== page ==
The Association of Southeast Asian Nations failed to reach consensus on handling disputes in the South China Sea, reflecting a rift between China and the U.S. over rules to keep peace in the trade lane.
Cambodia, which holds the group’s rotating chairmanship, rejected a compromise on the wording of a joint communique among the other nine members in Phnom Penh, according to Sihasak Phuangketkeow, Thailand’s top foreign ministry bureaucrat. The bloc’s inability to agree on a communique is unprecedented, Indonesian Foreign Minister Marty Natalegawa said.
“This is strange territory for me,” he told reporters yesterday after a week of meetings. “It’s very, very disappointing that at this 11th hour Asean is not able to rally around a certain common language on the South China Sea. We’ve gone through so many problems in the past, but we’ve never failed to speak as one.”
The squabbling underscores growing unease among the Philippines and Vietnam over China’s assertiveness in disputed waters that may contain oil and gas reserves. China this week rebuffed U.S. calls to quickly complete a code of conduct for the seas as Secretary of State Hillary Clinton warned more clashes are likely without a regionwide deal.
“It’s a sign of Asean’s maturity that they are wrestling with some very hard issues here,” Clinton told reporters yesterday. “They are not ducking them. They are walking right into them.”
The region is estimated to have as much as 30 billion metric tons of oil and 16 trillion cubic meters of gas, which would account for about one-third of China’s oil and gas resources, according to China’s official Xinhua News Agency. China had 2 billion tons of proven oil reserves and 99 trillion cubic feet of natural gas reserves in 2010, according to BP Plc estimates.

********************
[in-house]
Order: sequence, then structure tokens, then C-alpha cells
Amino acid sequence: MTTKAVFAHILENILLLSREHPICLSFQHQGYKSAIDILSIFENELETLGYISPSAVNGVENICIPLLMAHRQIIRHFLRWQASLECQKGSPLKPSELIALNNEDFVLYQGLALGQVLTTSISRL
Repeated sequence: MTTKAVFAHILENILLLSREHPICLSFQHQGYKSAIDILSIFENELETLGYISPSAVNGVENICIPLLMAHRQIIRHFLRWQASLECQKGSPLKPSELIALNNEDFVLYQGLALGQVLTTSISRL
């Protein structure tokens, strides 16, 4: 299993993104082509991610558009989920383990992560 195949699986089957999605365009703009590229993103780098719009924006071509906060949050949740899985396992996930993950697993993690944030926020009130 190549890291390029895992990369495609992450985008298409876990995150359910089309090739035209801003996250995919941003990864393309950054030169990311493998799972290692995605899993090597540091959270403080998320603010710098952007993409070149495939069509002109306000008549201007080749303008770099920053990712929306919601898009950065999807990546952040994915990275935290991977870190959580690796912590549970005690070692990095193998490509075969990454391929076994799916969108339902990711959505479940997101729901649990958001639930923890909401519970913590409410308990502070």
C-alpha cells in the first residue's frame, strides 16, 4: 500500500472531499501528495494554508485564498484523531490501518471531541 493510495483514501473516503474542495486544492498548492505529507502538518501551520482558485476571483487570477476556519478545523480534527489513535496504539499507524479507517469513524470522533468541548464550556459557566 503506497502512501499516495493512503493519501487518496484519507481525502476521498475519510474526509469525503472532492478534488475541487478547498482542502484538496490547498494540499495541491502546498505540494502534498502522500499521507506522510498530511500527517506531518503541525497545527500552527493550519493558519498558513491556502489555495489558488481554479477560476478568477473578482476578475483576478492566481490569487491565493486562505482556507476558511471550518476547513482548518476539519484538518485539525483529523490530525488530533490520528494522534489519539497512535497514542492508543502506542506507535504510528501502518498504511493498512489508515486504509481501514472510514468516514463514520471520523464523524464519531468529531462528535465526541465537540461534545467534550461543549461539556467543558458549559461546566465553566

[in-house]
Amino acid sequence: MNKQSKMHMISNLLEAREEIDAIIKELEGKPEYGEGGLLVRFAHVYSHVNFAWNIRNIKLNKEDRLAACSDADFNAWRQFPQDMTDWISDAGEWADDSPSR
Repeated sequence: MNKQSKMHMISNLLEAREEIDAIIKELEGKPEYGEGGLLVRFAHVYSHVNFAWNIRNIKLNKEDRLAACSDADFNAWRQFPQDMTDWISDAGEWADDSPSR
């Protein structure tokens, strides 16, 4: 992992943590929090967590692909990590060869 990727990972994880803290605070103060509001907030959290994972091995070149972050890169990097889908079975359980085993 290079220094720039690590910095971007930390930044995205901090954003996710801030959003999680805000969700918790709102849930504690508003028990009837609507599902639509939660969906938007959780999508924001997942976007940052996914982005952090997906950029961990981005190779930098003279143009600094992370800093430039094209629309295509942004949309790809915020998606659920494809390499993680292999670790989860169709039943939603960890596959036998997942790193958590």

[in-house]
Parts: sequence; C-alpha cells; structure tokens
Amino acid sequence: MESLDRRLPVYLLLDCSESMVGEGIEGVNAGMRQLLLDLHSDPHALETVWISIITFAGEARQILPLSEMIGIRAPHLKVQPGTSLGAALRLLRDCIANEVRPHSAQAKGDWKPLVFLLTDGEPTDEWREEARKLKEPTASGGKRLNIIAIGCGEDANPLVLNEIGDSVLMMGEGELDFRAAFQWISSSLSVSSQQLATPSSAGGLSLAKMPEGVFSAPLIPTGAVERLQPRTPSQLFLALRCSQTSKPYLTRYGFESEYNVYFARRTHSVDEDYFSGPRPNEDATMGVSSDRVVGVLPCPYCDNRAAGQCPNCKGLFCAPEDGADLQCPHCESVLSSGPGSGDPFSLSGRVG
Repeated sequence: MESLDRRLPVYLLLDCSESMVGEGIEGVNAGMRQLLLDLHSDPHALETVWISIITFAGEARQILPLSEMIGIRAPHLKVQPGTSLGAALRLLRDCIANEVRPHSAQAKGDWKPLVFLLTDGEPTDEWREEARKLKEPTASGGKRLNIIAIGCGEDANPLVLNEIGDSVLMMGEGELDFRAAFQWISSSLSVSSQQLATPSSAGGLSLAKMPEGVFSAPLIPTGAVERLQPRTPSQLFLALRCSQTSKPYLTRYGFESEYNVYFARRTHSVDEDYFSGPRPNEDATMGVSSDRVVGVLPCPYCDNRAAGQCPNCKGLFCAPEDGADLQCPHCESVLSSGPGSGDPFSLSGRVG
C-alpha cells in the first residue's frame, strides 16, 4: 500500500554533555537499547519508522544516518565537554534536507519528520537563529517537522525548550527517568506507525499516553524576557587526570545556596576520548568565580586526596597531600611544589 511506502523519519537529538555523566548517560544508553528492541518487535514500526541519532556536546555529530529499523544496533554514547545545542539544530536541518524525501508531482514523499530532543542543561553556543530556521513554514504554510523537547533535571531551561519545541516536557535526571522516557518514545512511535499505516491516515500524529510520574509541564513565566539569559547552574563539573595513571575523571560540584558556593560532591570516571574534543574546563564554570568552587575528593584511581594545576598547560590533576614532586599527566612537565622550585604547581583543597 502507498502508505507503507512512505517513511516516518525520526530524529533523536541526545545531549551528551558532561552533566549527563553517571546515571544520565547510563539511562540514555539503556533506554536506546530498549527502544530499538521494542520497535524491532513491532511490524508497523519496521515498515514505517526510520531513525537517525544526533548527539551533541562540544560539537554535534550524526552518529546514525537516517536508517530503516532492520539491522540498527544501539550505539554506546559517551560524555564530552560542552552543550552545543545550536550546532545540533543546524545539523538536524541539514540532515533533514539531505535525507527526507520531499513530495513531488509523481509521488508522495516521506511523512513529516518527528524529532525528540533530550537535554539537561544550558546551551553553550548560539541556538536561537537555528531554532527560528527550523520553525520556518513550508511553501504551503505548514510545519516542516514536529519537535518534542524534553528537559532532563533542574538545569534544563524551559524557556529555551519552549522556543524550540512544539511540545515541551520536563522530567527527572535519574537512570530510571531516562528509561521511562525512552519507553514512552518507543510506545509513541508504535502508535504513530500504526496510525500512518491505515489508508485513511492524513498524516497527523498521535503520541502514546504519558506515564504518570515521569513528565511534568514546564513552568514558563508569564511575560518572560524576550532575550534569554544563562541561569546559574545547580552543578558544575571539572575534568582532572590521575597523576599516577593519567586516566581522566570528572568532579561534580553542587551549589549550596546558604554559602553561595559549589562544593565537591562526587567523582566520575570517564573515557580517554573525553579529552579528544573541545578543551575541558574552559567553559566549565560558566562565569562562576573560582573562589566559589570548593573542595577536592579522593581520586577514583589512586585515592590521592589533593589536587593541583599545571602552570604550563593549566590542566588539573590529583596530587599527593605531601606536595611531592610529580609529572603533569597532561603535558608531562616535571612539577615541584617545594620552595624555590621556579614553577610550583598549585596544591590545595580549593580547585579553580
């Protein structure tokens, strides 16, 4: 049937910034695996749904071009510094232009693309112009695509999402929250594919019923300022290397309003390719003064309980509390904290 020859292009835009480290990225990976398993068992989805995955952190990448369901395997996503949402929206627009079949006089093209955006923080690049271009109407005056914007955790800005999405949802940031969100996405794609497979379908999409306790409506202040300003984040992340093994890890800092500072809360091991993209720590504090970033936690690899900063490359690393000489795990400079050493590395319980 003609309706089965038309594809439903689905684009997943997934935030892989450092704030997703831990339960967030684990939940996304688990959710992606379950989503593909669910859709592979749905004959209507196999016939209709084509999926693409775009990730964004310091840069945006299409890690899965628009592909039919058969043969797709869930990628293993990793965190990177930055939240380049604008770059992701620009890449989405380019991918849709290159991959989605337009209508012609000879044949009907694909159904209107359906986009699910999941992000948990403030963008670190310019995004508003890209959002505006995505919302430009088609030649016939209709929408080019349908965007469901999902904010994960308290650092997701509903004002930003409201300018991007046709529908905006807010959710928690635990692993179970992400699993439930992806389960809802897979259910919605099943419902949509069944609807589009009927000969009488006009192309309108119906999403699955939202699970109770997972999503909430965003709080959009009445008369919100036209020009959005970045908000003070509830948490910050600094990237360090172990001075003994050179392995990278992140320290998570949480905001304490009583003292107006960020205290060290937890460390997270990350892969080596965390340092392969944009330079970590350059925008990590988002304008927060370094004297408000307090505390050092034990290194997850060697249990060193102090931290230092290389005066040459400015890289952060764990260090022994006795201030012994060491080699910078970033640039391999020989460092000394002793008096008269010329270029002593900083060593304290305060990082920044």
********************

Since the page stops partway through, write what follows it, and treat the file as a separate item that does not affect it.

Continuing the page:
The Philippines wanted the meeting’s communique to mention a two-month standoff with Chinese vessels over a disputed reef known as Scarborough Shoal in the Philippines and Huangyan Island in China. In the security meeting of 26 Asia-Pacific nations and the European Union yesterday, Philippine Foreign Secretary Albert del Rosario denounced “pressure, duplicity, intimidation” from China and warned that tensions “could further escalate into physical hostilities that no one wants.”
“The chair had a problem with mentioning Scarborough Shoal,” he said in an interview afterward, referring to Cambodia. “We’re looking to report what’s factual, so we said if we don’t report Scarborough Shoal, what are we talking about? So he took a position and I took a position and we reached an impasse.”
Cambodian Foreign Ministry official Kao Kim Hourn rebuffed criticism that his nation was under pressure from China, calling it an “unfair accusation.”
“The process of discussions is still ongoing,” Kao Kim Hourn, a spokesman for Cambodia during the meetings, told reporters as most foreign ministers left the venue. “The moment we go into specific issues, we have a hard time to secure the consensus.”